Share this on

While we’ve been paying close attention to the maneuverings of online gambling legalization at the state and federal level a somewhat alarming trend has slipped under the radar: The closure of brick & mortar poker rooms across the United States.

While somewhat alarming, these closures shouldn’t be too concerning or considered a sign that poker’s star is waning. Reason being, there were probably too many poker rooms.

Nearly every casino rushed to open a poker room following Chris Moneymaker’s 2003 World Series of Poker victory in an attempt to get in on the subsequent Poker Boom that occurred. The idea of poker tables on a casino floor went from a waste of space to a worthwhile player acquisition model virtually overnight. Many of these casinos that attempted to cash in on the Poker Boom with some hastily crafted and poorly run poker room are now being forced to shutter their card rooms.

Most of these properties that have closed their poker rooms simply weren’t in it for the long haul. Rather, they just saw a chance to catch a wave and rode it as long as they could. As you’ll soon see, only one or two of the nearly 20 poker room closures I’ll list in this column were what I would term serious efforts.

So, even though poker is not thriving as it was during the mid- to late-2000’s, the game’s popularity and the number of venues where someone could sit down at a poker table are still well above the pre-2003 levels.

 

Atlantic City loses casinos and poker rooms

One of the most recent, and perhaps the most well-known poker room closures was the Trump Taj Mahal in Atlantic City. The Taj Poker Room was once the top poker spot on the East Coast, and was forever etched into the poker annals when it was given a place of honor in the 1998 movie Rounders.

The Taj Poker Room is supposed to reopen in July (following renovations) but a number of people feel the room may never reopen with poker tables.

In addition to the Taj, Atlantic City lost several other poker rooms (and casinos) in the past 18 months, along with four casinos – Atlantic Club in January 2014, Showboat in September 2014, Revel in September 2014, and Trump Plaza in September 2014.

The troubled Revel Casino shuttered its poker room in August of 2013, well before the casino closed its doors in September of 2014.

When Showboat Casino closed in September of 2014 its poker room was added to the list of now-closed poker spots.

However, The Taj and Atlantic City hasn’t been the only casualty of the final days of the Moneymaker-induced Poker Boom.

 

Las Vegas down to 39 poker rooms

USPoker.com’s John Mehaffey has been diligently reporting on the numerous closures of Las Vegas poker rooms since 2012, a list that has now reached a baker’s dozen:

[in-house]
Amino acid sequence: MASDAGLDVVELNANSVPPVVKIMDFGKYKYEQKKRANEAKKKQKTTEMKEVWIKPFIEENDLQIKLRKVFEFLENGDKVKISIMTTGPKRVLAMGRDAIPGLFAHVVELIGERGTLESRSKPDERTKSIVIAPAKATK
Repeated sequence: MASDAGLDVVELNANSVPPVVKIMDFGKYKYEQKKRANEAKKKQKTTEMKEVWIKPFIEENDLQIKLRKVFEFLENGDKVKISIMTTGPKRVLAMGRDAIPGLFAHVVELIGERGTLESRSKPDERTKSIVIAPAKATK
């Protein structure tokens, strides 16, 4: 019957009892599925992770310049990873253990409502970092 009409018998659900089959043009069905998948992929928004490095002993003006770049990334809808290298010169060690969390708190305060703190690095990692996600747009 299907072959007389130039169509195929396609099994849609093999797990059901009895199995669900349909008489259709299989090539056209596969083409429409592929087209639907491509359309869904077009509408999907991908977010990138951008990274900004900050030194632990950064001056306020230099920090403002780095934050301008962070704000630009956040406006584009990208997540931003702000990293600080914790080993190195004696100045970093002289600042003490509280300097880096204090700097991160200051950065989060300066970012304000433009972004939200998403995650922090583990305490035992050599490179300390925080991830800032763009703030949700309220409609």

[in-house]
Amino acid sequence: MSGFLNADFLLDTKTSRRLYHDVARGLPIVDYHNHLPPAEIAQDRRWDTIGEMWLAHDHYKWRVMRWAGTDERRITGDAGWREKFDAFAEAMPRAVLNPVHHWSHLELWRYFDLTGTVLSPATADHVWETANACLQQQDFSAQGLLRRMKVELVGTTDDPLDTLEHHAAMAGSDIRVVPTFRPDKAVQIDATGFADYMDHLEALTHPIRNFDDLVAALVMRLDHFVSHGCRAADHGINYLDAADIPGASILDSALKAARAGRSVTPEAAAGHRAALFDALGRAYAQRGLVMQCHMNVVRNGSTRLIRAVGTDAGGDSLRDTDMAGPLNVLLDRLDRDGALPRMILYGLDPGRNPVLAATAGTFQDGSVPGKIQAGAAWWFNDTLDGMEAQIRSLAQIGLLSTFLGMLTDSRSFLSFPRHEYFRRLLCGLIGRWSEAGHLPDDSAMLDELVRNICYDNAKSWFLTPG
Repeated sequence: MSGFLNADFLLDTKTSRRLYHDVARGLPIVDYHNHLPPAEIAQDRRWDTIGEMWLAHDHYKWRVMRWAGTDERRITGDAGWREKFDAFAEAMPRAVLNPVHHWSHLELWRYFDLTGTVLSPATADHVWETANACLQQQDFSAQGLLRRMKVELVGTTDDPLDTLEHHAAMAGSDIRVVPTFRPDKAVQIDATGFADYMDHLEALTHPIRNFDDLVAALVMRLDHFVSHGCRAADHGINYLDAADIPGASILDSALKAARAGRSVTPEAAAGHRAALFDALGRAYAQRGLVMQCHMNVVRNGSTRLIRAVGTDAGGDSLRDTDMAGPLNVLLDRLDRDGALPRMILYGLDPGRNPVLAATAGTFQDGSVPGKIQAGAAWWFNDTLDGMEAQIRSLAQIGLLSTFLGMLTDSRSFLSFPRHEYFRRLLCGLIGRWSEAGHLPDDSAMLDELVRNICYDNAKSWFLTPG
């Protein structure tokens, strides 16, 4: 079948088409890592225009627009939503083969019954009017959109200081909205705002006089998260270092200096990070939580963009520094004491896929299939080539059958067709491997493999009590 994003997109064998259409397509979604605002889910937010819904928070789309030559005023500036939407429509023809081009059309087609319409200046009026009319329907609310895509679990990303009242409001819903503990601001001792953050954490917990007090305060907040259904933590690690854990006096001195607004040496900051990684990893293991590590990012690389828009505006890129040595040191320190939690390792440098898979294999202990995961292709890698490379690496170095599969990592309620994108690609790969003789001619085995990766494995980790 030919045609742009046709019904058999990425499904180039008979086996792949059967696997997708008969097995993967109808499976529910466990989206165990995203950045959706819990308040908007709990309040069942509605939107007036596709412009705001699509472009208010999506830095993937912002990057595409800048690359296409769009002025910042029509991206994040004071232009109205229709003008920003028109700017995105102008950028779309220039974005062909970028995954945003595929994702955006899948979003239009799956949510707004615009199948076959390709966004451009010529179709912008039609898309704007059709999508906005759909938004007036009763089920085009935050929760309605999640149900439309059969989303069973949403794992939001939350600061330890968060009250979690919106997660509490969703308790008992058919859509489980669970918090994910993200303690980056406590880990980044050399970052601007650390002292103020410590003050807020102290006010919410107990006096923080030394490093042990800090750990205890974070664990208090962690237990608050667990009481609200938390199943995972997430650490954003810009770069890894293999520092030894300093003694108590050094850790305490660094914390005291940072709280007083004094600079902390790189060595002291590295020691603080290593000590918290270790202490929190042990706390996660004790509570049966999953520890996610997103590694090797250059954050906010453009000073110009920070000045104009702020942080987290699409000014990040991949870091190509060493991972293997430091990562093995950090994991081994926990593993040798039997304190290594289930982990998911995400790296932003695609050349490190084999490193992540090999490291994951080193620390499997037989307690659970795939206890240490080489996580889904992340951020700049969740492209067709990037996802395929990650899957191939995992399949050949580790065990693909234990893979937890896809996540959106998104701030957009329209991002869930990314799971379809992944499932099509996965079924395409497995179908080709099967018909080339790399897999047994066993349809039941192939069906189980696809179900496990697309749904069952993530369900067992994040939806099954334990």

• Tropicana – September 2012
  • Ellis Island – September 2012
  • Aliante Station – November 2012
  • Bill’s Gamblin’ Hall – January 2013
  • Riviera – June 2013
  • M Resort – August 2013
  • Circus Circus – September 2013
  • El Cortez – December 2013
  • Palms – May 2014
  • Sunset Station – May 2014
  • Texas Station – August 2014
  • The Linq – January 2015
  • Hooters – March 2015

Brian Pempus of Card Player Magazine adds, Gold Coast, Tuscany and Fitzgerald’s to the list of shuttered Las Vegas poker rooms. Pempus also notes that there are now just 79 poker rooms in Nevada, the lowest number since 2004 – while Mehaffey notes the PokerAtlas.com app lists just 39 active poker rooms in Las Vegas.

 

New poker rooms still opening

Enough with the bad news, let’s move on to some positive poker news.

The good news is that while some smaller poker rooms have gone the way of the dodo, a number of casinos still see value in opening poker rooms, and a number of these venues are doing things the right way; making their poker room a centerpiece of their marketing efforts.

Whether it’s the soon to open poker room at Philadelphia’s Sugarhouse Casino, or the thriving rooms at Parx Casino (Pennsylvania), the Seminole Hard Rock (Florida), or Maryland LIVE!.

Add it all up and there seems to be plenty of interest in casino poker, provided the room is well run and well maintained.

Other recently renovated poker rooms include two WSOP.com branded rooms, one in Las Vegas at Caesars Palace and the other at Harrah’s Atlantic City, point towards an attempt by Caesars to converge their online and live poker products. And then of course there is the potential $10 million PokerStars branded room that might soon become a reality at Resorts Casino in Atlantic City.

Steve Ruddock

Steve is veteran of the the poker industry, first as a player and now as a writer focusing mainly on the regulated U.S. markets and the politics of poker. Follow Steve on Twitter @SteveRuddock and at Google+.

[fbcomments]